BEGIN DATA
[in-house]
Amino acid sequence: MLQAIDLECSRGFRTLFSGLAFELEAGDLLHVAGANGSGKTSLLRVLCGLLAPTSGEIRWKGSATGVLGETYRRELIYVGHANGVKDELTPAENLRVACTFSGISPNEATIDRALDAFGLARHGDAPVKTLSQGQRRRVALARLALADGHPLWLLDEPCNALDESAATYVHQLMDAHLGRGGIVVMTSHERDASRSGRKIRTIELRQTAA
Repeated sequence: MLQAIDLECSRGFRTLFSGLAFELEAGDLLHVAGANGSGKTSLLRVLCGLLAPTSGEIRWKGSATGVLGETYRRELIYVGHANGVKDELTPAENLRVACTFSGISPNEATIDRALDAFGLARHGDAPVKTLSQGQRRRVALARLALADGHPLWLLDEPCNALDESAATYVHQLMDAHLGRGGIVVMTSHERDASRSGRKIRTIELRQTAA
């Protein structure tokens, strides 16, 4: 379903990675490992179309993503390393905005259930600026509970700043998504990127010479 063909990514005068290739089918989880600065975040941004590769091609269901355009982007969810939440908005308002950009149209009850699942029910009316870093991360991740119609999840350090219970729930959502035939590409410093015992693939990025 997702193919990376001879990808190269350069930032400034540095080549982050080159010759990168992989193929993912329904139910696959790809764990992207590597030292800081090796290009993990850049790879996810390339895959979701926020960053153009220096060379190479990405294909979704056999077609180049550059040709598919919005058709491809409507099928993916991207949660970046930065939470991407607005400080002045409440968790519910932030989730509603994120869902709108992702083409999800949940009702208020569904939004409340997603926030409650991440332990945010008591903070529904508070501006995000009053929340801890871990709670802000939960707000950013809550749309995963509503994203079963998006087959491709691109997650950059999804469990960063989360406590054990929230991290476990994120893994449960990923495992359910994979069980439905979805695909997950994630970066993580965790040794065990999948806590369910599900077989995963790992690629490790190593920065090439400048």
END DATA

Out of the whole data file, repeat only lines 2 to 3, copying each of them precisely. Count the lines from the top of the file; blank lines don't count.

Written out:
Amino acid sequence: MLQAIDLECSRGFRTLFSGLAFELEAGDLLHVAGANGSGKTSLLRVLCGLLAPTSGEIRWKGSATGVLGETYRRELIYVGHANGVKDELTPAENLRVACTFSGISPNEATIDRALDAFGLARHGDAPVKTLSQGQRRRVALARLALADGHPLWLLDEPCNALDESAATYVHQLMDAHLGRGGIVVMTSHERDASRSGRKIRTIELRQTAA
Repeated sequence: MLQAIDLECSRGFRTLFSGLAFELEAGDLLHVAGANGSGKTSLLRVLCGLLAPTSGEIRWKGSATGVLGETYRRELIYVGHANGVKDELTPAENLRVACTFSGISPNEATIDRALDAFGLARHGDAPVKTLSQGQRRRVALARLALADGHPLWLLDEPCNALDESAATYVHQLMDAHLGRGGIVVMTSHERDASRSGRKIRTIELRQTAA